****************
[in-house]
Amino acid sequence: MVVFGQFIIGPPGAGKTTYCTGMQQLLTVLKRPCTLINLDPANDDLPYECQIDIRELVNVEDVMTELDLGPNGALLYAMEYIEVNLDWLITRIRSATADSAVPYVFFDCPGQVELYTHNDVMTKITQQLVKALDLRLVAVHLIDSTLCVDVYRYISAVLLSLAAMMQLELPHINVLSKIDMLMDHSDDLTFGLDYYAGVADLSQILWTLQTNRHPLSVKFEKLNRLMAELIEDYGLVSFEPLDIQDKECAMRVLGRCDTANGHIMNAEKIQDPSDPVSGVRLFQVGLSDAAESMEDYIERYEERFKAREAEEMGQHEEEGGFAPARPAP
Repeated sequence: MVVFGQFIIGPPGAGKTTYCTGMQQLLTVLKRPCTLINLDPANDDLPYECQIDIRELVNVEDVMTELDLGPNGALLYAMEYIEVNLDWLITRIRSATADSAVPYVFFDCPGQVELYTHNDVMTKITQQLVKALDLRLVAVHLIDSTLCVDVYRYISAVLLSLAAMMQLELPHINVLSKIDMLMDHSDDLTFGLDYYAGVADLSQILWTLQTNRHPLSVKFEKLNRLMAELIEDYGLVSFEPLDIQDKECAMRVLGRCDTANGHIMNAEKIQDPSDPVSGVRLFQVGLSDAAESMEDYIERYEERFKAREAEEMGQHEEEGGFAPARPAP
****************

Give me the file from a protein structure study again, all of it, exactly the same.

[in-house]
Amino acid sequence: MVVFGQFIIGPPGAGKTTYCTGMQQLLTVLKRPCTLINLDPANDDLPYECQIDIRELVNVEDVMTELDLGPNGALLYAMEYIEVNLDWLITRIRSATADSAVPYVFFDCPGQVELYTHNDVMTKITQQLVKALDLRLVAVHLIDSTLCVDVYRYISAVLLSLAAMMQLELPHINVLSKIDMLMDHSDDLTFGLDYYAGVADLSQILWTLQTNRHPLSVKFEKLNRLMAELIEDYGLVSFEPLDIQDKECAMRVLGRCDTANGHIMNAEKIQDPSDPVSGVRLFQVGLSDAAESMEDYIERYEERFKAREAEEMGQHEEEGGFAPARPAP
Repeated sequence: MVVFGQFIIGPPGAGKTTYCTGMQQLLTVLKRPCTLINLDPANDDLPYECQIDIRELVNVEDVMTELDLGPNGALLYAMEYIEVNLDWLITRIRSATADSAVPYVFFDCPGQVELYTHNDVMTKITQQLVKALDLRLVAVHLIDSTLCVDVYRYISAVLLSLAAMMQLELPHINVLSKIDMLMDHSDDLTFGLDYYAGVADLSQILWTLQTNRHPLSVKFEKLNRLMAELIEDYGLVSFEPLDIQDKECAMRVLGRCDTANGHIMNAEKIQDPSDPVSGVRLFQVGLSDAAESMEDYIERYEERFKAREAEEMGQHEEEGGFAPARPAP